This book is the ideal book for the novice networking geek wanting a general overview of communications technologies.
I just finished reading with some dismay the avalanche of negative complaints about the book. I haven't read the 7th edition, but I read the 6th edition and have a sense about the book (and by the way, note that amazon many comments are directed to that edition and not the most recent), and I have a pretty good handle on what the book is like. It looks like a school textbook because that's what it is. It's sort of boring-looking, and it even has exercises and case studies. When reading it, one is tempted to think that information is watered down, or the book is out of date or that it is useless. Because the book doesn't give a step-by-step account of how to do things, one is tempted to think it's not a good book.
But initial impressions are deceiving. When I read the 6th edition in 1999, I initially felt precisely the same way about the value of this book. (I suspect most of the negative comments here came from people who had it forced on them by a teacher for a class). The book does NOT teach you how to network or how to configure TCP-IP or how to set up your home network. What it does instead is treat pretty thoroughly communications technologies, protocols, packet technology, switches, error-checking, backbone. It discusses everything very simply and in very clear language. Also, it covers the diversity of technologies out there, including many legacy ones (and the reader may initially see this as a sign that the book is out of date--the reverse is true; this legacy information is often hard to find in a single place).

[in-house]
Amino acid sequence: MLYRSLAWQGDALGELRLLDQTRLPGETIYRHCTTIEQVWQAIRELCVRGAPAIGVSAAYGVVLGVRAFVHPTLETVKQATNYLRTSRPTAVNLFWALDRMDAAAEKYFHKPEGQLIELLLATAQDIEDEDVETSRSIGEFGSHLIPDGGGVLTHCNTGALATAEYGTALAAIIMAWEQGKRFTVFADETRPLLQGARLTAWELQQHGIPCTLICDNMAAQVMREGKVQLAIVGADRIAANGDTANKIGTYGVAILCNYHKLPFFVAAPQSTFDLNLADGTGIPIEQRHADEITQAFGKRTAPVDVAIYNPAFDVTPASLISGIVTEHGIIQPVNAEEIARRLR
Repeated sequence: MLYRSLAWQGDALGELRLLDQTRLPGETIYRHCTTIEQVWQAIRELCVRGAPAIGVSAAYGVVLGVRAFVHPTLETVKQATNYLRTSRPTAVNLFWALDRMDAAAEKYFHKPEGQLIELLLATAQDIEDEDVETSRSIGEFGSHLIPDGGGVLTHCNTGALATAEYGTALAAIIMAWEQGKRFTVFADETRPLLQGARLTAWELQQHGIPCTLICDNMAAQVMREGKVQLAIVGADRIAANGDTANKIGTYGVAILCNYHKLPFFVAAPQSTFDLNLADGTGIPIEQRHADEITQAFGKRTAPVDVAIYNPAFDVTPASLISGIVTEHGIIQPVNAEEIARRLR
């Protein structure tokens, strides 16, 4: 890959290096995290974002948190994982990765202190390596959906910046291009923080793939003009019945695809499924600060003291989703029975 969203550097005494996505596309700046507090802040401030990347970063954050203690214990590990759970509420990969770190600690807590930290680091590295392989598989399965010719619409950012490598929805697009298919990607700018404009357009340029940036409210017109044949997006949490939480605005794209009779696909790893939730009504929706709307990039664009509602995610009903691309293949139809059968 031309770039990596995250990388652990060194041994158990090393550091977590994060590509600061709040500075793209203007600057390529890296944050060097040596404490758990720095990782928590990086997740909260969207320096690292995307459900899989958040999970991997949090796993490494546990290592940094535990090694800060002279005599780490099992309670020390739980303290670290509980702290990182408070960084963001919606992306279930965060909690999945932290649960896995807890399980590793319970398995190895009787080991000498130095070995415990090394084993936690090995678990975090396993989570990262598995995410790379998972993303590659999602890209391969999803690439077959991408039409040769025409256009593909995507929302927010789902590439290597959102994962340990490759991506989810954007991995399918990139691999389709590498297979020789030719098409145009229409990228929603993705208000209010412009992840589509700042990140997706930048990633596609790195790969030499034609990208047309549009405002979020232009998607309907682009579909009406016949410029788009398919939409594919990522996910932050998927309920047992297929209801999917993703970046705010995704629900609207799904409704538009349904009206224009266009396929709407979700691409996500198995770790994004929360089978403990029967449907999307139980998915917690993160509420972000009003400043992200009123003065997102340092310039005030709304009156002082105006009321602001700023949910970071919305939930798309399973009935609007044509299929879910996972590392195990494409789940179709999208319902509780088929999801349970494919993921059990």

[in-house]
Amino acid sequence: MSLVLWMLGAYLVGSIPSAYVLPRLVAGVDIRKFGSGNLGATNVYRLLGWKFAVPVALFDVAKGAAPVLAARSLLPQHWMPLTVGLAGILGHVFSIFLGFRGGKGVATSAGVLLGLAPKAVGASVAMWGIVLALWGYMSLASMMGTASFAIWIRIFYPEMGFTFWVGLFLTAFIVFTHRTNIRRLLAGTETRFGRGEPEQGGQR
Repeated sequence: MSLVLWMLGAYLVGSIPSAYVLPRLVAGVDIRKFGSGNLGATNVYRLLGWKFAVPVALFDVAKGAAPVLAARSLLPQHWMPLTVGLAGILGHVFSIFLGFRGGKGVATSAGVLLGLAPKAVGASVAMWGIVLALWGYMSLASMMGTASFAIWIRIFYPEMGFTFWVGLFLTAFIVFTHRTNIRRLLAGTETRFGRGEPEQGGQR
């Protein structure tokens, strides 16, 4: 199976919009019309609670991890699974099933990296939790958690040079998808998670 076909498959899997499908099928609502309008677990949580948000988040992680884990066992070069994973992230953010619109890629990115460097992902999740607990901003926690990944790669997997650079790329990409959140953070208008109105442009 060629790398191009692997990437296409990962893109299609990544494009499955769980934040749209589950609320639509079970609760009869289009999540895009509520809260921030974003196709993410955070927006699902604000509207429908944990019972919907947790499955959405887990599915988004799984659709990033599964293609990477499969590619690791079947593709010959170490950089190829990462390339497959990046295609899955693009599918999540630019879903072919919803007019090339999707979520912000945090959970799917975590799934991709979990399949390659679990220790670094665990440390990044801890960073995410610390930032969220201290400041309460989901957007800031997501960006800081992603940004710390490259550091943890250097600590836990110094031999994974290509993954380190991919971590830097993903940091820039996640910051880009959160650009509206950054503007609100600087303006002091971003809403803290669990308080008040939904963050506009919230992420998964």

I have bought several books on linux networking, home networking, windows networking and computer security, and I can safely say that this book contains lots of stuff you don't find elsewhere.
The writing style is rather bland (I'll admit), and some of the cases studies are not that challenging. Also, it's frustrating to read because it doesn't provide any OS-specific info. That is not necessarily a disadvantage. A lot of the OS-specific books become fixated on one particular implementation, and don't do a good job talking about general things like protocols. But this book does that very thoroughly; it has great diagrams, a very logical flow and a way of making the most difficult concepts seem crystal clear. (I feel I can comment on this; I work as a technical writer and instructional system designer).
One concern I have is that the 7th edition might not contain enough information about wireless or ipv6 (in the 6th edition, they were not covered very well, but hey, it came out in 1998). I suspect the 7th edition will include significantly more information.
I'll be the first to admit that reading this book alone won't teach you how to do that home network (for that I'd recommend "networking by example" by barry press) The book doesn't give you an immediate payoff; on the other hand, I can safely say that over my two years working at dell, I've been pleasantly surprised how useful the information turned out to be (especially the stuff about error checking and data transfer.
So, to the students out there who are griping about this "useless" and overpriced book assigned to them, watch out; in two or three years you may be singing a different tune.
IN SUMMARY: You'll need another book about OS Networking, but this book will give a thorough overview on lots of things.